Cornerstone Tracks
DJ Zinc charts the evolution of his sound

Drum & bass, breakbeat, hip-hop, bass-weighted house – DJ Zinc has covered a lot of ground across the last two decades, and somehow he still manages to tie all of this together in every one of his far-spanning DJ sets. While the roots of his sound can be traced to pioneering jungle imprints like True Playaz, in recent years he’s become known for his highly eclectic playing style.

When we spoke to him for our latest Cornerstone Tracks feature he sung his praises for the likes of Benji B and Ben UFO, two DJs who no doubt took early inspiration from Zinc’s encompassing approach to mixing records. He showed us how far his tastes stretch with his track selections, giving some idea of the mix of sounds he’ll be bringing to his Bingo Bass showcase on 25th May.

It Is What It Is – Rhythim Is Rhythim [Tramsmat]




This was when I was just getting into music, and it started connecting with me in a way that I hadn’t experienced before. I’d been into electro and hip-hop during school but this was different, like it had a depth and soul that was also powerful! The combination of electronic drums, bass, and synths was something I wanted to be involved with.

This came out in 1988. So how old would you have been when you heard it?

15!

Were you listening to and playing a lot of Detroit techno even at that age?

No – I couldn’t afford many records, and it wasn’t until 1992 that I owned my own turntables.

Radio Babylon – Meat Beat Manifesto [Play It Again Sam]




Again, this came from my early years of buying music. It was the next step on, as it had a breakbeat rather than four four, which I couldn’t get enough of. This track and It Is What It Is helped form the blueprint for everything I’ve done since.

It’s very heavy on sampling. How important was sampling in your work back then?

Sampling was everything – I didn’t have any synths or drum machines, so everything had to be sampled. I remember the AKAI S950 being a bugger to use, mainly because it was so slow.

What got you into four four after such a prolonged interest in breakbeat and drum & bass?

By 2006, I got a bit bored of drum & bass, so I started looking for other music I wanted to play. I couldn’t find any house records I liked, so I decided to make it.

Terminator – Metal Heads [Synthetic]




Fast forward a few years, and Goldie came up with this era-defining track. I’m not sure who engineered this for him, but they deserve some of the respect too. Most people can remember where they were when they first heard this one, it was so different. The way the drums went up in pitch paved the way for a new chapter in ‘the jungle book’…

So where were you when you first heard it?

A warehouse party in Leyton, East London.

I think tracks from Goldie and the Metalheadz label would make the list of anyone who’s been a drum & bass producer. What do you think draws people so universally to his music?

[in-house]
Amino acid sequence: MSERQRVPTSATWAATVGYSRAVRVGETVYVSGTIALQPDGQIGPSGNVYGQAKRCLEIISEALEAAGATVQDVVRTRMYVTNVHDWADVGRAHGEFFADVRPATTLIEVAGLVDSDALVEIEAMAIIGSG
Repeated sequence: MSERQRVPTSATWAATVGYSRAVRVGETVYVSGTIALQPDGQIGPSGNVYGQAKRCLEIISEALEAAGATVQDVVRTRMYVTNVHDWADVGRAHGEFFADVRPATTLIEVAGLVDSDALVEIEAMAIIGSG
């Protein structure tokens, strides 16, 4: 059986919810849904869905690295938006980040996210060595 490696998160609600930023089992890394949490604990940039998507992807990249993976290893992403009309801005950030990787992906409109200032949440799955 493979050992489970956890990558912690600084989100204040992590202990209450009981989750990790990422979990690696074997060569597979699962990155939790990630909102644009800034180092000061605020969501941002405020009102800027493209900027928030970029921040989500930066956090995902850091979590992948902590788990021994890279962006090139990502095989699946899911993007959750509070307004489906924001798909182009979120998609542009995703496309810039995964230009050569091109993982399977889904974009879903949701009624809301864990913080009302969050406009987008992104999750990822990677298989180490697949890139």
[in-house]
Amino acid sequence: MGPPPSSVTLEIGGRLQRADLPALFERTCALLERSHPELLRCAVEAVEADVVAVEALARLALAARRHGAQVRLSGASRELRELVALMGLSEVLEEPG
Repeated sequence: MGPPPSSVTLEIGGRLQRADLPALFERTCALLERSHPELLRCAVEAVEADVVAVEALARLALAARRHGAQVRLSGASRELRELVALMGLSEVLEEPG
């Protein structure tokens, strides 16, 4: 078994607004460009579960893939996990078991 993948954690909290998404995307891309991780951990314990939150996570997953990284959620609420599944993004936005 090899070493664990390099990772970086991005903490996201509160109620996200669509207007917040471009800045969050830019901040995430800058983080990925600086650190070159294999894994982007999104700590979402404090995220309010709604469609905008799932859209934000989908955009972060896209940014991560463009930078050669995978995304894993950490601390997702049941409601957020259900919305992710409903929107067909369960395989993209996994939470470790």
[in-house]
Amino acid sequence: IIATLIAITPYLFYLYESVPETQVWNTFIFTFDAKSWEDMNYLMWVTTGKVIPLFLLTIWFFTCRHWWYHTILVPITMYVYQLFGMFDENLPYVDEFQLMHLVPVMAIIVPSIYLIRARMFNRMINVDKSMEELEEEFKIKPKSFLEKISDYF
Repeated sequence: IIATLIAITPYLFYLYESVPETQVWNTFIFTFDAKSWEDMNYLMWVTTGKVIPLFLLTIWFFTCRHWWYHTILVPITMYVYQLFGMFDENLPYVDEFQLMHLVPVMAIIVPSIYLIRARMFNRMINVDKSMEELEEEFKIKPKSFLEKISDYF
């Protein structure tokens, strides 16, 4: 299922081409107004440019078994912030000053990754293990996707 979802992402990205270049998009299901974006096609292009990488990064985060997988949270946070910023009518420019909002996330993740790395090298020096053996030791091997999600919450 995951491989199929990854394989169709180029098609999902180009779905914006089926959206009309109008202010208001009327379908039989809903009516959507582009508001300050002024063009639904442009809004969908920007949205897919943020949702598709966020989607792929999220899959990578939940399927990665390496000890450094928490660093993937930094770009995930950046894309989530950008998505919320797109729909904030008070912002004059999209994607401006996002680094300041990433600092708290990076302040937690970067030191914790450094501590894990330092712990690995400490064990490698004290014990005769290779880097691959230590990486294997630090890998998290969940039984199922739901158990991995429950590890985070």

I think it’s a great label because of both its consistency, and the way it’s maintained its vision.

Watching Windows (DJ Die Gnarly Vocal Mix) – Roni Size / Reprazent [Talkin’ Loud]




If I had to pick one person who made more killer bass lines than anyone it would be Die, and this record is a perfect example. It’s so simple, but smashed more clubs to bits than anything else from the same era. It was around on dub plate for about 18 months before being released, and almost every big DJ used to play it in their set throughout that 18 month period. Just imagine that happening now!

It’s true that dub plate culture was from a different time. Have you seen a change in raves as a result?

I don’t know if there's any correlation between the evolution from dub plate, to CDs, to USB, and a change in raves. I doubt it, but maybe.

Do you prepare your set differently now that there’s less of a focus on having that killer dub?

Generally I don’t really prepare sets – I just find music I like, put it in a folder and see which feels like the best one to play when I’m actually playing.

Come Down – Chris Lorenzo [Sixty6Music]




This is a great example of the type of stuff I play nowadays – I play music from house through to drum & bass in most of my sets. I love the way that it completes the circle for me – I’ve gone back to where I started, but now with everything that’s joined in along the way. It’s such a good time for music, with more and more DJs playing mixed genre sets. Lorenzo is much copied, but in my opinion no-one comes close. He’s a don.

Are there any DJs you respect that have always been quite eclectic in their selections?

Yes! Benji B, Ben UFO and Laurent Garnier. Loads of the newer DJs jump around genres, I love it.

Where would this typically sit in a set for you?

It depends on the set, but really could be anywhere. I don’t play it any more, but his new ones are just as good!

How does this compare to what we’ll be hearing later on this month?

I reckon I’ll play a mixture of all my favourite music: some bass house, some old jungle, some new drum & bass, and everything in-between!
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Friday 25th May

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